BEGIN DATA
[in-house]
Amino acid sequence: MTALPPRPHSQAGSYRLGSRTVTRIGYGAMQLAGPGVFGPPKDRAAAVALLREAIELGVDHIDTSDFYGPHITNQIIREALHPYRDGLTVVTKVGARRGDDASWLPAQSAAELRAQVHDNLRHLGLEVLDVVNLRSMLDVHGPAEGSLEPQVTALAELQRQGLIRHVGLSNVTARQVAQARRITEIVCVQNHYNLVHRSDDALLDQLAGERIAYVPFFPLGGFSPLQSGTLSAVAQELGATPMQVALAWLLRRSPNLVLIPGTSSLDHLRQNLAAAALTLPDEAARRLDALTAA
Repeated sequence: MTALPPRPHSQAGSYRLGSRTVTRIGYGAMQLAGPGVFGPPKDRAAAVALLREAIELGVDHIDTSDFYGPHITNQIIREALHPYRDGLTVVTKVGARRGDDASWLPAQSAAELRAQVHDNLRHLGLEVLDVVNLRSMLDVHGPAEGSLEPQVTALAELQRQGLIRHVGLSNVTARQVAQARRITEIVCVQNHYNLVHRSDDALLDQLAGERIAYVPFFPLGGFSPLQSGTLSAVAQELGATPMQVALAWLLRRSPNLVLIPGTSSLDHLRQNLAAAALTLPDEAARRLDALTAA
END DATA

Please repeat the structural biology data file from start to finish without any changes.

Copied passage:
[in-house]
Amino acid sequence: MTALPPRPHSQAGSYRLGSRTVTRIGYGAMQLAGPGVFGPPKDRAAAVALLREAIELGVDHIDTSDFYGPHITNQIIREALHPYRDGLTVVTKVGARRGDDASWLPAQSAAELRAQVHDNLRHLGLEVLDVVNLRSMLDVHGPAEGSLEPQVTALAELQRQGLIRHVGLSNVTARQVAQARRITEIVCVQNHYNLVHRSDDALLDQLAGERIAYVPFFPLGGFSPLQSGTLSAVAQELGATPMQVALAWLLRRSPNLVLIPGTSSLDHLRQNLAAAALTLPDEAARRLDALTAA
Repeated sequence: MTALPPRPHSQAGSYRLGSRTVTRIGYGAMQLAGPGVFGPPKDRAAAVALLREAIELGVDHIDTSDFYGPHITNQIIREALHPYRDGLTVVTKVGARRGDDASWLPAQSAAELRAQVHDNLRHLGLEVLDVVNLRSMLDVHGPAEGSLEPQVTALAELQRQGLIRHVGLSNVTARQVAQARRITEIVCVQNHYNLVHRSDDALLDQLAGERIAYVPFFPLGGFSPLQSGTLSAVAQELGATPMQVALAWLLRRSPNLVLIPGTSSLDHLRQNLAAAALTLPDEAARRLDALTAA